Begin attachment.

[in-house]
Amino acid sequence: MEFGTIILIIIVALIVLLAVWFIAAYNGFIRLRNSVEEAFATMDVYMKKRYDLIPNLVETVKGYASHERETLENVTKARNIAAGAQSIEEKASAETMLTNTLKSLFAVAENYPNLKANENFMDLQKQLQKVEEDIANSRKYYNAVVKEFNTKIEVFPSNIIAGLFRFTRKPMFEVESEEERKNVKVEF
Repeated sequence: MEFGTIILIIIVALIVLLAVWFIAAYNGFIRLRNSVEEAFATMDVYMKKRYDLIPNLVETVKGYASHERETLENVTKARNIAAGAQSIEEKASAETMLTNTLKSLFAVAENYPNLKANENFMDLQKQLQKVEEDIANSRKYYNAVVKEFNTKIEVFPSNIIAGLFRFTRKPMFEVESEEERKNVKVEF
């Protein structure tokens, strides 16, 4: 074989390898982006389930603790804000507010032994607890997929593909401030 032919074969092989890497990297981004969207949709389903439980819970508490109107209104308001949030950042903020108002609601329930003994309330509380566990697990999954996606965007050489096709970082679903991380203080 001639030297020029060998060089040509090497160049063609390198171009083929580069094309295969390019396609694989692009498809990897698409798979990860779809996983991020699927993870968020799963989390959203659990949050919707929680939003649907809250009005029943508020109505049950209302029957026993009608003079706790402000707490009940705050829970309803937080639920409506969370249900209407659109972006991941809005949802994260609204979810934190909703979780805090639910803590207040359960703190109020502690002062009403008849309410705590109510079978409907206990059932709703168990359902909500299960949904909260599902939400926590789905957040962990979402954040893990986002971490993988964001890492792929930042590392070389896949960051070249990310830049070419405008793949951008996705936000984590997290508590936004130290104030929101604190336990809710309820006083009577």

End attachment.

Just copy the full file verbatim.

[in-house]
Amino acid sequence: MEFGTIILIIIVALIVLLAVWFIAAYNGFIRLRNSVEEAFATMDVYMKKRYDLIPNLVETVKGYASHERETLENVTKARNIAAGAQSIEEKASAETMLTNTLKSLFAVAENYPNLKANENFMDLQKQLQKVEEDIANSRKYYNAVVKEFNTKIEVFPSNIIAGLFRFTRKPMFEVESEEERKNVKVEF
Repeated sequence: MEFGTIILIIIVALIVLLAVWFIAAYNGFIRLRNSVEEAFATMDVYMKKRYDLIPNLVETVKGYASHERETLENVTKARNIAAGAQSIEEKASAETMLTNTLKSLFAVAENYPNLKANENFMDLQKQLQKVEEDIANSRKYYNAVVKEFNTKIEVFPSNIIAGLFRFTRKPMFEVESEEERKNVKVEF
């Protein structure tokens, strides 16, 4: 074989390898982006389930603790804000507010032994607890997929593909401030 032919074969092989890497990297981004969207949709389903439980819970508490109107209104308001949030950042903020108002609601329930003994309330509380566990697990999954996606965007050489096709970082679903991380203080 001639030297020029060998060089040509090497160049063609390198171009083929580069094309295969390019396609694989692009498809990897698409798979990860779809996983991020699927993870968020799963989390959203659990949050919707929680939003649907809250009005029943508020109505049950209302029957026993009608003079706790402000707490009940705050829970309803937080639920409506969370249900209407659109972006991941809005949802994260609204979810934190909703979780805090639910803590207040359960703190109020502690002062009403008849309410705590109510079978409907206990059932709703168990359902909500299960949904909260599902939400926590789905957040962990979402954040893990986002971490993988964001890492792929930042590392070389896949960051070249990310830049070419405008793949951008996705936000984590997290508590936004130290104030929101604190336990809710309820006083009577």